1. Except this post is addressing parents, not the kids, but otherwise, yeah.

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  12. Helicopter parents, hovering, taking all the initiative, no wonder kids grow up knowing nothing.

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  13. You have to let kids learn things. If they don't well you have a bunch of kids that know how to do nothing.

    Have a fabulous day, Joe. ☺

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  14. If I had a small child I'd walk with them to school. Our streets just aren't safe anymore. Too many children disappear walking to and from school. Very sad.

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  15. In the olden days, when parents felt safe in letting their very young children walk to school & back alone, my parents were babysitting our 7 or 8 year old daughter while we were on a trip. They became quite worried when one day she was over a half hour late in getting home from school. When she finally got home, they asked her why she was so late. Our daughter always had a very logical brain. She told them she had taken a “long” cut.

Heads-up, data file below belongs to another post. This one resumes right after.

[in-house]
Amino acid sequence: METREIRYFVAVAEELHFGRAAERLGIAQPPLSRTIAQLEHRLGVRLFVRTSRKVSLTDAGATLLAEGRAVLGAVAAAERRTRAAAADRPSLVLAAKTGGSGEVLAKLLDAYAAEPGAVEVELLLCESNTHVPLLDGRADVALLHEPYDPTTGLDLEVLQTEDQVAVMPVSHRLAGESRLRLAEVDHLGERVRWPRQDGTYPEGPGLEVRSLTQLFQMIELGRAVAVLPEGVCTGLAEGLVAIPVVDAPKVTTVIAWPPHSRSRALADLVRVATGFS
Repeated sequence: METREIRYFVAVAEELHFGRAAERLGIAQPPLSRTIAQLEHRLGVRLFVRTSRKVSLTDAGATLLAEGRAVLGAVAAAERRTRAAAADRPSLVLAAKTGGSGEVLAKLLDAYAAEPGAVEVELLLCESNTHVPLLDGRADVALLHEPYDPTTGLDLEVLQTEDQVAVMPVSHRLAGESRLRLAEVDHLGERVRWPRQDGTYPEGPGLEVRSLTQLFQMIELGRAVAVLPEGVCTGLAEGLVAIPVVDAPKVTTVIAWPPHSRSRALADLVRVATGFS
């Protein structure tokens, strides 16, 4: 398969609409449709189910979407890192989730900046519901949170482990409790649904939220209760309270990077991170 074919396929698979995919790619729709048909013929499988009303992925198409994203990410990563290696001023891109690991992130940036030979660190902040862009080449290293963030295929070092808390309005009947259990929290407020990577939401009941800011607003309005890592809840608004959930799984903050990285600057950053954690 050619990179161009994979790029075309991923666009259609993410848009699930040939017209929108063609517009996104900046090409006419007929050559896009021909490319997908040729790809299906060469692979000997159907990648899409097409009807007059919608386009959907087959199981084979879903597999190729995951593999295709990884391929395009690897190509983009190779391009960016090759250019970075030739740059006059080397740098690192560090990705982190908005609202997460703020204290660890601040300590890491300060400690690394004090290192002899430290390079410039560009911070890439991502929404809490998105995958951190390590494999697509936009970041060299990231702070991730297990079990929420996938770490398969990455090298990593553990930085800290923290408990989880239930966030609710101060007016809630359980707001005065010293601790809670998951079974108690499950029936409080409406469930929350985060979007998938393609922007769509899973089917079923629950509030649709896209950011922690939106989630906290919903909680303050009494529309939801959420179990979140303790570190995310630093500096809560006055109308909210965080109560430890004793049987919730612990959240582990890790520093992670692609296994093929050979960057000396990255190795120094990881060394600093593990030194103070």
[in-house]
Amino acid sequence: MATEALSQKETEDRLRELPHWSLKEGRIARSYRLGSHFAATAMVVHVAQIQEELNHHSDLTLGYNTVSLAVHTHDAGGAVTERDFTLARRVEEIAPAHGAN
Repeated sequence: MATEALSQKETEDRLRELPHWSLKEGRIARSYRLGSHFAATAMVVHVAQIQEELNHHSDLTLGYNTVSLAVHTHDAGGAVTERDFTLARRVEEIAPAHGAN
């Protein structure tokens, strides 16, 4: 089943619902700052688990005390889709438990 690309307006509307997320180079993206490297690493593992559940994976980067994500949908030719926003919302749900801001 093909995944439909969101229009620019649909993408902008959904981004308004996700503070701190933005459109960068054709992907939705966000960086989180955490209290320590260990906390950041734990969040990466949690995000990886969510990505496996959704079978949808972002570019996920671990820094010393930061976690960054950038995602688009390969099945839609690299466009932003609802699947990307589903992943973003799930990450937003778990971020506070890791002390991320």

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  16. You nailed it. Or how about those children who walk with their parents in a parking lot - right smack dab in the middle, where you have to stop and wait for them.

    Funny really.I see so many parents out to dinner as a family - all sitting there, each with their phone, not paying attention to their children, yet they don't let the kids walk home from school or the bus stop. Heck, if they did, they could use that time,to catch up using the phone and then pay good attention to their kids at dinner.

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  17. If I get stuck behind the Pine Island school bus in the morning, it takes like an extra 20 minutes for me to get to work. Because instead of having all the little children gather at one or two bus stops, the bus stops at

    EVERY

    SINGLE

    EFFING

    DRIVEWAY.

    I started getting the bus at age 3. I started walking two streets over to get the bus at age 6. It's a wonder I'm still alive!